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ADA Compliance: Is Your Website Safe From Lawsuits?


by Shannon Cheesman / Digital Strategy

November 21, 2022

  • 4 min read

Did you know that in 2021 alone, American businesses received 265,000 demand letters for violations of accessibility standards on their websites? It’s a number that continues to grow exponentially year by year.

The demand letters request that a business pay restitution and take immediate action to become compliant with the Americans With Disabilities Act. If not resolved, the next step is a costly lawsuit. UsableNet, a company focused on making the digital world accessible, reports ADA compliance lawsuits have been climbing dramatically since 2015, with businesses in California, New York, and Florida hit the hardest.

Of those states, California businesses seem to be hit the worst, in part because of the Unruh Act (CA Civil Code 51). Under section 52 of the CA Civil Code, victorious plaintiffs are entitled to up to 3X the actual damages, no less than $4,000 statutory damages.

Plaintiffs law firms are getting increasingly efficient at identifying SMBs to target. And 49.08% of the lawsuits filed in 2020 were filed by just 5 law firms in the U.S.

So if you’re a business owner, what are you on the hook for when it comes to ADA compliance? And how can you avoid getting sued if you receive a demand letter? We have the answers.

Why a Business Website Must Be ADA Compliant

The Americans with Disabilities Act of 1990 is a civil rights law prohibiting discrimination based on an individual’s disability. This law applies to areas of public life (such as jobs, schools, and transportation) and private places that are open to the general public. 

If you’re wondering how this law applies to a business website, the answer is simple. Because it’s available to the public, a business website needs to be accessible to people with disabilities. Imagine, for example, how difficult it would be for someone who is color-blind to read website text if there isn’t enough contrast between the copy and the background. Or how hard it would be for someone with a hearing disability to understand what’s happening in a video if there aren’t any captions.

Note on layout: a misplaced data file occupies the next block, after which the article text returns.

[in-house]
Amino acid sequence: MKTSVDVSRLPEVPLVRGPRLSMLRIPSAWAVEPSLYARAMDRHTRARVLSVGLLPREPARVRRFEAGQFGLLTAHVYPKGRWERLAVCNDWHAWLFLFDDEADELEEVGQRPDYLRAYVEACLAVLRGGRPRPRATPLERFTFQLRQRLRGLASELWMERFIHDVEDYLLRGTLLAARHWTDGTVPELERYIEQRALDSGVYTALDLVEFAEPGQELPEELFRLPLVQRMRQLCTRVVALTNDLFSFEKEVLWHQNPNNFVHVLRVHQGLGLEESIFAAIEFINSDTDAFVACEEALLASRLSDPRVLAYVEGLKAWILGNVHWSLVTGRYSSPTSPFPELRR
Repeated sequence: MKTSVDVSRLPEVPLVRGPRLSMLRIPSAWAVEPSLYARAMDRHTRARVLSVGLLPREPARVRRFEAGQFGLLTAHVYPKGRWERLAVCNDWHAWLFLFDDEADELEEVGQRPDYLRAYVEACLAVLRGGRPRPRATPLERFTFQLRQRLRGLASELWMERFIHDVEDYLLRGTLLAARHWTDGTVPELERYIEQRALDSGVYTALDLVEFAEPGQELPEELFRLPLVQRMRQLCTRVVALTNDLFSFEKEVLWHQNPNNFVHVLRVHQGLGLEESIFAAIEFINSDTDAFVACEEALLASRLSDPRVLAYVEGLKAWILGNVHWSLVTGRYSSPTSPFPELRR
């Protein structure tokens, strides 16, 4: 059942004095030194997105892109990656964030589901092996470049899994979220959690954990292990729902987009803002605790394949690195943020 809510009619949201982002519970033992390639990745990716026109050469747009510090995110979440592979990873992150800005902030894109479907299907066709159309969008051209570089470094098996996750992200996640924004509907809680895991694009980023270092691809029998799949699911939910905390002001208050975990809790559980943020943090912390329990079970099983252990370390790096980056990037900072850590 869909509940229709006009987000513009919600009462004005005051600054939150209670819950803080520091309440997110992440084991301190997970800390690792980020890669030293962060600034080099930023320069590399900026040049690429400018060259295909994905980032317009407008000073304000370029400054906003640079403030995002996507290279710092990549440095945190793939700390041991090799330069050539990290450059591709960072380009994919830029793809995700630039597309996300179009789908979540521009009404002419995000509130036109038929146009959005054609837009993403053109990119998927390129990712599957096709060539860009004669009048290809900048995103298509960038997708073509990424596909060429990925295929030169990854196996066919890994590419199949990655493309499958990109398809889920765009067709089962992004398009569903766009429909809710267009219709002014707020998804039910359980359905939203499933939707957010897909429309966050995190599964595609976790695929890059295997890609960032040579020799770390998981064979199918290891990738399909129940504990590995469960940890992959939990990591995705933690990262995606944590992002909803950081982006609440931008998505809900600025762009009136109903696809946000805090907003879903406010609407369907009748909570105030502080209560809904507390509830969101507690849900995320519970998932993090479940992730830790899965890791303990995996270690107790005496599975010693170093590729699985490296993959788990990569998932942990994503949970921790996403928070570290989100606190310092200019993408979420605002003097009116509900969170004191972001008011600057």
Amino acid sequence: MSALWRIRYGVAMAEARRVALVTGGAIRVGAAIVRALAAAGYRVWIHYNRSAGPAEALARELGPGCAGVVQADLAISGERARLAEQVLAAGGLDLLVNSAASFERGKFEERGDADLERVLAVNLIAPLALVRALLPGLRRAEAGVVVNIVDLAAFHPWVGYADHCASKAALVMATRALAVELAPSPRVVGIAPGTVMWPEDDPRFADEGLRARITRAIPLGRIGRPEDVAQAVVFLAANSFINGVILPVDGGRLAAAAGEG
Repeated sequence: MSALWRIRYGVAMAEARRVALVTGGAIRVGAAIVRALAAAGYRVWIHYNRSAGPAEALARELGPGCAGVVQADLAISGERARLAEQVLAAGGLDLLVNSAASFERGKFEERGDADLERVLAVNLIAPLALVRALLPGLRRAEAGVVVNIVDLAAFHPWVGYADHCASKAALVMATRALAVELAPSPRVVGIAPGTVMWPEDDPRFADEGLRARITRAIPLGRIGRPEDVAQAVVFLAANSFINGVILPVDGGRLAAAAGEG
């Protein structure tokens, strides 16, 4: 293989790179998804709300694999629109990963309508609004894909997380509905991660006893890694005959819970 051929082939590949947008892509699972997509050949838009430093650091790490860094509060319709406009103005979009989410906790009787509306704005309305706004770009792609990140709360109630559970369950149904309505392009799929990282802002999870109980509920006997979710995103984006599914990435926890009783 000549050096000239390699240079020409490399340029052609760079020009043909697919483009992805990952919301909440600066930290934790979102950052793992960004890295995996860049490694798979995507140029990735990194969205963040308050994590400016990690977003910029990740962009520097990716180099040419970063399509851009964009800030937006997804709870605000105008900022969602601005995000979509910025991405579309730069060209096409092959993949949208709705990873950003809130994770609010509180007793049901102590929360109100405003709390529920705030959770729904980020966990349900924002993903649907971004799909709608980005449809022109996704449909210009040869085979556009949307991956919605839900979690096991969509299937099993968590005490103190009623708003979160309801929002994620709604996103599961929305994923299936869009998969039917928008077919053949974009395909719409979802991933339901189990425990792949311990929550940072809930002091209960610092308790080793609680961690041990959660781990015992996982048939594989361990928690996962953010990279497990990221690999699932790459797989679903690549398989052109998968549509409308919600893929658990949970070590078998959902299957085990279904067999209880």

The specific criteria for website accessibility are detailed within a set of guidelines outlined by the World Wide Web Consortium (W3C), an international organization that sets website standards.

Additionally, the U.S. Department of Justice Civil Rights Division outlines its guidance in its March 2022 publication Guidance on Web Accessibility and the ADA. In it, the DOJ states:

“People with disabilities navigate the web in a variety of ways. People who are blind may use screen readers, which are devices that speak the text that appears on a screen. People who are deaf or hard of hearing may use captioning. And people whose disabilities affect their ability to grasp and use a mouse may use voice recognition software to control their computers and other devices with verbal commands.

“The ways that websites are designed and set up can create unnecessary barriers that make it difficult or impossible for people with disabilities to use websites, just as physical barriers like steps can prevent some people with disabilities from entering a building. These barriers on the web keep people with disabilities from accessing information and programs that businesses and state and local governments make available to the public online. But these barriers can be prevented or removed so that websites are accessible to people with disabilities.”

What To Do if You Receive a Demand Letter

First, contact an attorney to discuss the matter. Second, enlist the help of a trusted web partner, such as WISE Digital, to ensure your website is ADA-compliant.

We offer a free website audit that scans for ADA compliance, plus we’ll look for other ways you can improve your website. If your website isn’t accessible, we charge a one-time setup fee and an ongoing management fee to keep it compliant moving forward. 

Additionally, many small businesses can qualify for a $5,000 tax credit to offset the cost of ensuring their website is ADA-compliant. All you need to qualify is total revenues of $1 million or less in the previous tax year OR fewer than 30 full-time employees. We’ve helped several of our clients get the documentation they need to claim the tax credit, and we can help you too.

Need help with ADA compliance? Schedule a call with us today!


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